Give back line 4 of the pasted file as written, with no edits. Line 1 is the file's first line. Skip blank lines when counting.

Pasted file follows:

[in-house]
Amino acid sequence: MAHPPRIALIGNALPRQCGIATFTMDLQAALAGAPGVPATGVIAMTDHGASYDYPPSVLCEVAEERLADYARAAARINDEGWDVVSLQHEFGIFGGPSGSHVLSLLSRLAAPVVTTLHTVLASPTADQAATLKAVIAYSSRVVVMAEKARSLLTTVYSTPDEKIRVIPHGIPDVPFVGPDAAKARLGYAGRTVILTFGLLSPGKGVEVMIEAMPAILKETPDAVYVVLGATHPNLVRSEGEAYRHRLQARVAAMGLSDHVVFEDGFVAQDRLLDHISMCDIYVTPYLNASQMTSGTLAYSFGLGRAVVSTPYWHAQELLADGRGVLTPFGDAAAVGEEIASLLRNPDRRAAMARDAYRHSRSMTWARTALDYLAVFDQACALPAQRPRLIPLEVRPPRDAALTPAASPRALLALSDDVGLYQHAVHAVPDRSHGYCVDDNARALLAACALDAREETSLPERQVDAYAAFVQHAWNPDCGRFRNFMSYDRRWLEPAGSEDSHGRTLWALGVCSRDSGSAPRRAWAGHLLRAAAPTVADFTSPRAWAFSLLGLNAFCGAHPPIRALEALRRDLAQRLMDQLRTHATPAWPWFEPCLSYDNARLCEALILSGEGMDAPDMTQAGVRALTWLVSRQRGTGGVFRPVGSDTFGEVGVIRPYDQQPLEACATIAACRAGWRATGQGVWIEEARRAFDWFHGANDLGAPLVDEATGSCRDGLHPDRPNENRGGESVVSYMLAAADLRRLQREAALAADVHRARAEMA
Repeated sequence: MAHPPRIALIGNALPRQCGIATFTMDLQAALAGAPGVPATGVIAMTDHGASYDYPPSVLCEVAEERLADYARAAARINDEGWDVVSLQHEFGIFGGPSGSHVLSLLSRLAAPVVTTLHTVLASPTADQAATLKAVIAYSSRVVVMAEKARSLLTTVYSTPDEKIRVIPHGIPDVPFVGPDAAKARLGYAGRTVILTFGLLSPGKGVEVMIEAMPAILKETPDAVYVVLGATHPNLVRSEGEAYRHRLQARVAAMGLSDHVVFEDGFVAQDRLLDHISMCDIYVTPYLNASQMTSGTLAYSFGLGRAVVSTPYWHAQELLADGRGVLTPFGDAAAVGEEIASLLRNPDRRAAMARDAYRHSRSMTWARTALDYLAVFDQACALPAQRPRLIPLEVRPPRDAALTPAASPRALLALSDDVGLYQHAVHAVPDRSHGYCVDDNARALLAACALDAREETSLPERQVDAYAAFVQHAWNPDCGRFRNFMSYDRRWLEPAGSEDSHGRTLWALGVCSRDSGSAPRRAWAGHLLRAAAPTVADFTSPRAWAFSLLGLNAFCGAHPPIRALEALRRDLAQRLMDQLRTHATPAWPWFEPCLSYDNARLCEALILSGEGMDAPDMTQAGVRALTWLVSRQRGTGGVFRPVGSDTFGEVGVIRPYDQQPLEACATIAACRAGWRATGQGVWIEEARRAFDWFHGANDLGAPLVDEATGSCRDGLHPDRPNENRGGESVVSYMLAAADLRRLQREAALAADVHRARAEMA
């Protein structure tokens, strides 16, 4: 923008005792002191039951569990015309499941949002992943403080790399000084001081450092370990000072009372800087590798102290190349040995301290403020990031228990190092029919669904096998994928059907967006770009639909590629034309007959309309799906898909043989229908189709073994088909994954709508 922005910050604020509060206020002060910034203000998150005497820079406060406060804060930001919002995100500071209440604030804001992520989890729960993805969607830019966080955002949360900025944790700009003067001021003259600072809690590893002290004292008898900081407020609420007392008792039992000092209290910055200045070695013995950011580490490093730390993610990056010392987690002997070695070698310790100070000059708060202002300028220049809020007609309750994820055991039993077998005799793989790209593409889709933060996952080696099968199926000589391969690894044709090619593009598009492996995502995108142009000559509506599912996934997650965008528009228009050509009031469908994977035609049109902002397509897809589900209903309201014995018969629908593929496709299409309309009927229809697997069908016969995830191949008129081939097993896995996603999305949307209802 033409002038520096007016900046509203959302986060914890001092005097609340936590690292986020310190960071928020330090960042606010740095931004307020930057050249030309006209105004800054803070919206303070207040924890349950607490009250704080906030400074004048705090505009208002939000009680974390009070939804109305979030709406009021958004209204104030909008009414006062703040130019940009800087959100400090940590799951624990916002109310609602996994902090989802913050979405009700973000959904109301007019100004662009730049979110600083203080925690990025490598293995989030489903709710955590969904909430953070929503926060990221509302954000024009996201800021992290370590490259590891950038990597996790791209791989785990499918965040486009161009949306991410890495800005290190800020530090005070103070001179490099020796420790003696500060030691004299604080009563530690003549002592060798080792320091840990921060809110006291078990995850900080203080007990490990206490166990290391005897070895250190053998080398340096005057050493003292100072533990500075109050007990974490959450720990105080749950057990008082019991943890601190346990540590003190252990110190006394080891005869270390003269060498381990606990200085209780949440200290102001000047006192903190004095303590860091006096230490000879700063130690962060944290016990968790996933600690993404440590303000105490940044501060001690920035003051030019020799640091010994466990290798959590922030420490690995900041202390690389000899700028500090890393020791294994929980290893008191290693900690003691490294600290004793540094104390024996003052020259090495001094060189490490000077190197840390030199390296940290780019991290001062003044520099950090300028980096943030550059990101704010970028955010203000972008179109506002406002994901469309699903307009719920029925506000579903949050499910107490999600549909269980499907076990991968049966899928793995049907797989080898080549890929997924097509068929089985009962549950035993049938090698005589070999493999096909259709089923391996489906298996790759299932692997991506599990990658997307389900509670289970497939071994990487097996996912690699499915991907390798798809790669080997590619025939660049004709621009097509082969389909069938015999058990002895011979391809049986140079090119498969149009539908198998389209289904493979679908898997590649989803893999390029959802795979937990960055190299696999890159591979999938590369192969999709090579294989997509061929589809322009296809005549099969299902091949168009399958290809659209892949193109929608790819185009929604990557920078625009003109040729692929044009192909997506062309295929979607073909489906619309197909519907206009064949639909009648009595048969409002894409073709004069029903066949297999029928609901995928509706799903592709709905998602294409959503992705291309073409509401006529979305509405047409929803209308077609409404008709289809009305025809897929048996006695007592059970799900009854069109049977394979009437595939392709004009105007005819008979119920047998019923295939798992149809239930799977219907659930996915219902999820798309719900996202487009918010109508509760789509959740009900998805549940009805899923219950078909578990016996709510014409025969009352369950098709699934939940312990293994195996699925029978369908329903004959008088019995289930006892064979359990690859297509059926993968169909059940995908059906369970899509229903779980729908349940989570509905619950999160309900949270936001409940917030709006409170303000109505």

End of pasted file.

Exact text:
């Protein structure tokens, strides 16, 4: 923008005792002191039951569990015309499941949002992943403080790399000084001081450092370990000072009372800087590798102290190349040995301290403020990031228990190092029919669904096998994928059907967006770009639909590629034309007959309309799906898909043989229908189709073994088909994954709508 922005910050604020509060206020002060910034203000998150005497820079406060406060804060930001919002995100500071209440604030804001992520989890729960993805969607830019966080955002949360900025944790700009003067001021003259600072809690590893002290004292008898900081407020609420007392008792039992000092209290910055200045070695013995950011580490490093730390993610990056010392987690002997070695070698310790100070000059708060202002300028220049809020007609309750994820055991039993077998005799793989790209593409889709933060996952080696099968199926000589391969690894044709090619593009598009492996995502995108142009000559509506599912996934997650965008528009228009050509009031469908994977035609049109902002397509897809589900209903309201014995018969629908593929496709299409309309009927229809697997069908016969995830191949008129081939097993896995996603999305949307209802 033409002038520096007016900046509203959302986060914890001092005097609340936590690292986020310190960071928020330090960042606010740095931004307020930057050249030309006209105004800054803070919206303070207040924890349950607490009250704080906030400074004048705090505009208002939000009680974390009070939804109305979030709406009021958004209204104030909008009414006062703040130019940009800087959100400090940590799951624990916002109310609602996994902090989802913050979405009700973000959904109301007019100004662009730049979110600083203080925690990025490598293995989030489903709710955590969904909430953070929503926060990221509302954000024009996201800021992290370590490259590891950038990597996790791209791989785990499918965040486009161009949306991410890495800005290190800020530090005070103070001179490099020796420790003696500060030691004299604080009563530690003549002592060798080792320091840990921060809110006291078990995850900080203080007990490990206490166990290391005897070895250190053998080398340096005057050493003292100072533990500075109050007990974490959450720990105080749950057990008082019991943890601190346990540590003190252990110190006394080891005869270390003269060498381990606990200085209780949440200290102001000047006192903190004095303590860091006096230490000879700063130690962060944290016990968790996933600690993404440590303000105490940044501060001690920035003051030019020799640091010994466990290798959590922030420490690995900041202390690389000899700028500090890393020791294994929980290893008191290693900690003691490294600290004793540094104390024996003052020259090495001094060189490490000077190197840390030199390296940290780019991290001062003044520099950090300028980096943030550059990101704010970028955010203000972008179109506002406002994901469309699903307009719920029925506000579903949050499910107490999600549909269980499907076990991968049966899928793995049907797989080898080549890929997924097509068929089985009962549950035993049938090698005589070999493999096909259709089923391996489906298996790759299932692997991506599990990658997307389900509670289970497939071994990487097996996912690699499915991907390798798809790669080997590619025939660049004709621009097509082969389909069938015999058990002895011979391809049986140079090119498969149009539908198998389209289904493979679908898997590649989803893999390029959802795979937990960055190299696999890159591979999938590369192969999709090579294989997509061929589809322009296809005549099969299902091949168009399958290809659209892949193109929608790819185009929604990557920078625009003109040729692929044009192909997506062309295929979607073909489906619309197909519907206009064949639909009648009595048969409002894409073709004069029903066949297999029928609901995928509706799903592709709905998602294409959503992705291309073409509401006529979305509405047409929803209308077609409404008709289809009305025809897929048996006695007592059970799900009854069109049977394979009437595939392709004009105007005819008979119920047998019923295939798992149809239930799977219907659930996915219902999820798309719900996202487009918010109508509760789509959740009900998805549940009805899923219950078909578990016996709510014409025969009352369950098709699934939940312990293994195996699925029978369908329903004959008088019995289930006892064979359990690859297509059926993968169909059940995908059906369970899509229903779980729908349940989570509905619950999160309900949270936001409940917030709006409170303000109505």